Our first day at St. Vincent's held so many memorable moments. Included in that long list was the opportunity to see all of JoJo's unsold artwork. Due to the overwhelming interest in his paintings, we'd like to share them with you.

JoJo was kind enough to pose for a photo with each piece. So, if anyone purchases one, it will include a photo of JoJo with the painting.
Please email sonya@ydesignstudio.com or message The Red Thread Promise on Facebook if you are interested in any of the paintings by JoJo.
We need to hear from you by end of day on Thursday in order to purchase a painting from this trip.
A portion of the purchase price goes to JoJo and a portion directly to St. Vincent's for food.

(Please note that shipping is not included. All sizes are approximate - we did not have a ruler or tape measure to take true measurements.)

We hope you enjoy his artwork as much as we do!

Boats & Houses 1 - small (10 x 12ish) - $50 - SOLD

Women at market - small (10 x 12ish) - $50 - SOLD

Women with baskets - small (10 x 12ish) - $50 - SOLD

Workers in the tomato field - medium (16 x 20ish) - $200

Houses and cotton fields - medium (16 x 20ish) - $200

Cap Haitien architecture - large (24 x 36ish) - $400

Workers harvesting fruit - large (24 x 36ish) - $400

Women with chairs - large (24 x 36ish) - $400

Earthquake 1 - large (24 x 36ish) - $400 - SOLD

Ox cart with plantains - large (24 x 36ish) - $400

Tuesday, March 15, 2011

Medical team in Haiti - day 1

Sienna and 3 of her buddies from the neighborhood

We all arrived safe and sound in Haiti late this afternoon. The team, consisting of folks from New Orleans, Memphis and Columbus, met at the airport gate in Miami and then traveled the final leg of the route to Port-au-Prince together. We have doctors, physician assistants, pharmacists, paramedics, deacons, sign language translators, student volunteers and a communications person. Our diverse skills will complement each other well during our work at St. Vincent's.

Sadly, we were delayed at the PAP airport because a 50 lb bag full of supplies for St. Vincent's was lost. After at least an hour of searching, we finally filed a claim with the airline and went on to the guest house. We are hopeful that it will show up but who knows.

Two cars came to pick us up from the airport. We were only able to fit 9 of the 12 of us and our luggage in the vehicles, so 2 trips had to be made. Eventually, we all made it to the guest house and began organizing suitcase after suitcase after suitcase of medicine, medical equipment and supplies, toothpaste, soap, granola bars, books, toys, and various other things for the children and clinic at St. Vincent's.

After we were all settled in, ate dinner and showered to cool off, we planned to take a quick walk up to the corner bodega to chat with the local folks. Before we could go, business called. One of the other teams at the guest house brought a 2-year-old from the orphanage where they work in search of a doctor to see him. How could we possibly refuse? So we put our walk on hold and Dr. Susan examined him privately after the caregivers announced that they thought he might be contagious. Thankfully, he was diagnosed with bronchitis and was given treatment. All in a day's work in Haiti.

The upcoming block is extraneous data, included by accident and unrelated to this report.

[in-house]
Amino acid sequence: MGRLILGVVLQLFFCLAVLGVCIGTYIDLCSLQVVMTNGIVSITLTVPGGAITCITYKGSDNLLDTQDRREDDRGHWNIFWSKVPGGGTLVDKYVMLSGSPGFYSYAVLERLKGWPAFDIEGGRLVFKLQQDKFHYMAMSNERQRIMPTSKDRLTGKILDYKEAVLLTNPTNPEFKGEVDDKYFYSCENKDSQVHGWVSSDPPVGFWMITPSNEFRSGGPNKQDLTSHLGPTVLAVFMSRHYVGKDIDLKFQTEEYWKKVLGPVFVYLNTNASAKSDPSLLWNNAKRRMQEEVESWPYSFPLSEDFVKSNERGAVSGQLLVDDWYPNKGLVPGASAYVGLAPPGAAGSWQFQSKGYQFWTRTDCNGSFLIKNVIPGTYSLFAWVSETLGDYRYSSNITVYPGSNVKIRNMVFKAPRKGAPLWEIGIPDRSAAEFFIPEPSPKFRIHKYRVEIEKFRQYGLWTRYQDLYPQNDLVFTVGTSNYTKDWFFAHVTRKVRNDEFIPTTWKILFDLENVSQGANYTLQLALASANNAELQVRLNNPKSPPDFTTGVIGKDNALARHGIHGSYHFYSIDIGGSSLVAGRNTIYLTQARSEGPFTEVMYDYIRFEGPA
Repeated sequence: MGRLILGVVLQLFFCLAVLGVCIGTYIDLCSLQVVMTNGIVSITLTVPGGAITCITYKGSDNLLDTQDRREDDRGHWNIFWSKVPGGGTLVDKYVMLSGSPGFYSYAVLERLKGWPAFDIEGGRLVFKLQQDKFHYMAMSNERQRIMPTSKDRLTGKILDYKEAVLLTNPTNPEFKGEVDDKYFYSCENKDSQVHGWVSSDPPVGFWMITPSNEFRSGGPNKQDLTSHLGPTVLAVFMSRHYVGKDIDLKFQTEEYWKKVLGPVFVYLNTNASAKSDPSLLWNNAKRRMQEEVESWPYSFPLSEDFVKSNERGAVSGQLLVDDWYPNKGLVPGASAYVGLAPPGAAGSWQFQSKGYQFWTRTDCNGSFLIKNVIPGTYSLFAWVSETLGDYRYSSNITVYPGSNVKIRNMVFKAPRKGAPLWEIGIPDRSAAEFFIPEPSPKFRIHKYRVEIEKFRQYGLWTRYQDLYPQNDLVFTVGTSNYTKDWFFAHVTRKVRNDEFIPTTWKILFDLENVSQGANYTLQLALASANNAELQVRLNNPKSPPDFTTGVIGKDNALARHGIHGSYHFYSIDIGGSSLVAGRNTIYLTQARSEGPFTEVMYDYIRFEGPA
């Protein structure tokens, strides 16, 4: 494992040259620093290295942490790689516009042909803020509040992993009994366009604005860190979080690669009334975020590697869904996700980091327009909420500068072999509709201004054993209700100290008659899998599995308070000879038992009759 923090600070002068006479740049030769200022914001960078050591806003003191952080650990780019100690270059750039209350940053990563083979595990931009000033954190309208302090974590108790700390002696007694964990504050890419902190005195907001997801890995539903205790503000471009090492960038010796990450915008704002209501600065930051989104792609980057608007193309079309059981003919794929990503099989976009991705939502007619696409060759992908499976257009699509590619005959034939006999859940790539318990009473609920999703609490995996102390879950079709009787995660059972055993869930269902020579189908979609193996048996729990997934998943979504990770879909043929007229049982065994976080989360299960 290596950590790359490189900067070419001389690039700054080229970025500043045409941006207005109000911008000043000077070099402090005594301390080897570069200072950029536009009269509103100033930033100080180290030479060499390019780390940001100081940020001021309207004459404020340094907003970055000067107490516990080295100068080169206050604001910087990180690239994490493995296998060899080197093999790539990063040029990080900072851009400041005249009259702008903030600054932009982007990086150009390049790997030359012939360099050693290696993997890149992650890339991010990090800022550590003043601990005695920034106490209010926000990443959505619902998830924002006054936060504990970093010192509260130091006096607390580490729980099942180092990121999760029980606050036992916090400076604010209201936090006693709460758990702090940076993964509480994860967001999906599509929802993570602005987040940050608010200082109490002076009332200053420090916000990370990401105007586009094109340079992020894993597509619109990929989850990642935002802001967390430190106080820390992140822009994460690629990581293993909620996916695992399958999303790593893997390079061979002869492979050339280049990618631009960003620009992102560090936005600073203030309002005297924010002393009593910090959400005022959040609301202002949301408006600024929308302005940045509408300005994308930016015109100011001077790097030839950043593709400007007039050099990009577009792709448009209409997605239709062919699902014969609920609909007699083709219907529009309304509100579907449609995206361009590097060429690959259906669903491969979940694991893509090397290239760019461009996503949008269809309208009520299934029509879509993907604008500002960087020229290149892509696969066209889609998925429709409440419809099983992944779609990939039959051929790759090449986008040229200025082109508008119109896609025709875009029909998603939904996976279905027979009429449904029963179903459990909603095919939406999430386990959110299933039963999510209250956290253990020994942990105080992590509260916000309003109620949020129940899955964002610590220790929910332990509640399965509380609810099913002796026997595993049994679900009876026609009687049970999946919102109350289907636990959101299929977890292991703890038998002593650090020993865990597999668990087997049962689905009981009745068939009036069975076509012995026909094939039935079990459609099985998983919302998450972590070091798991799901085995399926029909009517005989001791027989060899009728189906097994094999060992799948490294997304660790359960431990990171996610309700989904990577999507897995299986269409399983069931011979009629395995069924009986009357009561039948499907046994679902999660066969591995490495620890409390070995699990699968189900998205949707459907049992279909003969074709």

Eventually, we did get to go on our walk where we enjoyed our first dose of the Haitian heat punctuated with a cold drink. As soon as we got there, the kids swarmed Sienna, one of the volunteers from Memphis. She was like a magnet, drawing the kids out of their shells to talk, joke and play hand games. She has an amazing rapport with the kids and her Creole is admirable. (Author's note: I hope to learn some new words and phrases from her this week!)

We are all looking forward to our first task tomorrow, adding the new meds to the pharmacy, both physically and on our newly created inventory. Who knows what else the day will hold. Visiting with the kids, seeing JoJo and his latest artwork—it's all good.

What we do know is that many of us have been up since 3:00am and it is time to call it a day. More to report tomorrow as the work truly begins.

Monday, March 14, 2011

Creative donation ideas

Print off one of our Penny Blessings labels for collecting loose change

For those looking for creative ways to support The Red Thread and our various programs, here are a few tips from our donors:

IDEA #1 :: for every dollar you spend going out to eat for a certain time period (week, month, lent), give the equivalent dollar amount to help purchase food for St. Vincent's.

IDEA #2 :: organize a "dress down" day at your child's school. Kids pay $1 per day to wear something other than their school uniform for a certain period of time (day, week, every Friday). Donate the proceeds to purchase school supplies for St. Vincent's.